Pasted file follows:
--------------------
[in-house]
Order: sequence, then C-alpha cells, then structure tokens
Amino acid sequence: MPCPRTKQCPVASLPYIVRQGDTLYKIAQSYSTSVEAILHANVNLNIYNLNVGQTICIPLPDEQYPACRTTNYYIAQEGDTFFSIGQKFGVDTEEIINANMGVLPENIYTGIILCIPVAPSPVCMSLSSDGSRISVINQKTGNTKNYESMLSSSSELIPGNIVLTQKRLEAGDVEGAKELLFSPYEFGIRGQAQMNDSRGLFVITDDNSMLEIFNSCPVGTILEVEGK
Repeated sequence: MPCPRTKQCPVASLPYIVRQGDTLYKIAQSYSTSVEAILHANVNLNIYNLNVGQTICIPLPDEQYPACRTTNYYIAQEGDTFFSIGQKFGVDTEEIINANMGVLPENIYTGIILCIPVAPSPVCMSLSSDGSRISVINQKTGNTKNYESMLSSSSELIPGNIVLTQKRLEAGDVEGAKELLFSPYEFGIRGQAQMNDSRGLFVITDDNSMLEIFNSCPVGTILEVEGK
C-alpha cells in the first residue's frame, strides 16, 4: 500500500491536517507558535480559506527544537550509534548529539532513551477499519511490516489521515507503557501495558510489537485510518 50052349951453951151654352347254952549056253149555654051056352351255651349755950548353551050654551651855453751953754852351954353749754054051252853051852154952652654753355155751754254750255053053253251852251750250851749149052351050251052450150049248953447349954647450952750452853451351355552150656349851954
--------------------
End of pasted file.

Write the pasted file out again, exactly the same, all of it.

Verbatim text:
[in-house]
Order: sequence, then C-alpha cells, then structure tokens
Amino acid sequence: MPCPRTKQCPVASLPYIVRQGDTLYKIAQSYSTSVEAILHANVNLNIYNLNVGQTICIPLPDEQYPACRTTNYYIAQEGDTFFSIGQKFGVDTEEIINANMGVLPENIYTGIILCIPVAPSPVCMSLSSDGSRISVINQKTGNTKNYESMLSSSSELIPGNIVLTQKRLEAGDVEGAKELLFSPYEFGIRGQAQMNDSRGLFVITDDNSMLEIFNSCPVGTILEVEGK
Repeated sequence: MPCPRTKQCPVASLPYIVRQGDTLYKIAQSYSTSVEAILHANVNLNIYNLNVGQTICIPLPDEQYPACRTTNYYIAQEGDTFFSIGQKFGVDTEEIINANMGVLPENIYTGIILCIPVAPSPVCMSLSSDGSRISVINQKTGNTKNYESMLSSSSELIPGNIVLTQKRLEAGDVEGAKELLFSPYEFGIRGQAQMNDSRGLFVITDDNSMLEIFNSCPVGTILEVEGK
C-alpha cells in the first residue's frame, strides 16, 4: 500500500491536517507558535480559506527544537550509534548529539532513551477499519511490516489521515507503557501495558510489537485510518 50052349951453951151654352347254952549056253149555654051056352351255651349755950548353551050654551651855453751953754852351954353749754054051252853051852154952652654753355155751754254750255053053253251852251750250851749149052351050251052450150049248953447349954647450952750452853451351355552150656349851954